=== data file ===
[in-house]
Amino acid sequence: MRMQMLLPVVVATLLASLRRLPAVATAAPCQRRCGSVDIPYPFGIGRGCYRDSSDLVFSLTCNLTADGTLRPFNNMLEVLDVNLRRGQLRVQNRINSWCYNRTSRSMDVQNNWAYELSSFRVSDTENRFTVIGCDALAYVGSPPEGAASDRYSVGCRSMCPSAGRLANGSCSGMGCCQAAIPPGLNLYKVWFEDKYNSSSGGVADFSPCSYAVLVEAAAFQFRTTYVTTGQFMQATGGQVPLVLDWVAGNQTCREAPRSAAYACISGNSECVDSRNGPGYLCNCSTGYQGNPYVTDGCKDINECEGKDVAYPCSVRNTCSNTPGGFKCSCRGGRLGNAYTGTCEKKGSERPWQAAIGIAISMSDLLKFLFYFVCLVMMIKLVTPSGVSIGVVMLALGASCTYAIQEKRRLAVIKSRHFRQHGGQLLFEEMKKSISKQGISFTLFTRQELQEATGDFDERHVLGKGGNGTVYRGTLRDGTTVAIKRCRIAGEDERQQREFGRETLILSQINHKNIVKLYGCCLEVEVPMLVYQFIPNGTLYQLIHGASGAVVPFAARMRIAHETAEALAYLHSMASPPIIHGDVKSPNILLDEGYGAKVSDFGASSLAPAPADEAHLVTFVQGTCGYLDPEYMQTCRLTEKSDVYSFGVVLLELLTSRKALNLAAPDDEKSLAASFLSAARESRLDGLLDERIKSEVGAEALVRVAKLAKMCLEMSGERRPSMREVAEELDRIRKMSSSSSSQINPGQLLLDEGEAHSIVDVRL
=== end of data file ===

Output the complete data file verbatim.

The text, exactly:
[in-house]
Amino acid sequence: MRMQMLLPVVVATLLASLRRLPAVATAAPCQRRCGSVDIPYPFGIGRGCYRDSSDLVFSLTCNLTADGTLRPFNNMLEVLDVNLRRGQLRVQNRINSWCYNRTSRSMDVQNNWAYELSSFRVSDTENRFTVIGCDALAYVGSPPEGAASDRYSVGCRSMCPSAGRLANGSCSGMGCCQAAIPPGLNLYKVWFEDKYNSSSGGVADFSPCSYAVLVEAAAFQFRTTYVTTGQFMQATGGQVPLVLDWVAGNQTCREAPRSAAYACISGNSECVDSRNGPGYLCNCSTGYQGNPYVTDGCKDINECEGKDVAYPCSVRNTCSNTPGGFKCSCRGGRLGNAYTGTCEKKGSERPWQAAIGIAISMSDLLKFLFYFVCLVMMIKLVTPSGVSIGVVMLALGASCTYAIQEKRRLAVIKSRHFRQHGGQLLFEEMKKSISKQGISFTLFTRQELQEATGDFDERHVLGKGGNGTVYRGTLRDGTTVAIKRCRIAGEDERQQREFGRETLILSQINHKNIVKLYGCCLEVEVPMLVYQFIPNGTLYQLIHGASGAVVPFAARMRIAHETAEALAYLHSMASPPIIHGDVKSPNILLDEGYGAKVSDFGASSLAPAPADEAHLVTFVQGTCGYLDPEYMQTCRLTEKSDVYSFGVVLLELLTSRKALNLAAPDDEKSLAASFLSAARESRLDGLLDERIKSEVGAEALVRVAKLAKMCLEMSGERRPSMREVAEELDRIRKMSSSSSSQINPGQLLLDEGEAHSIVDVRL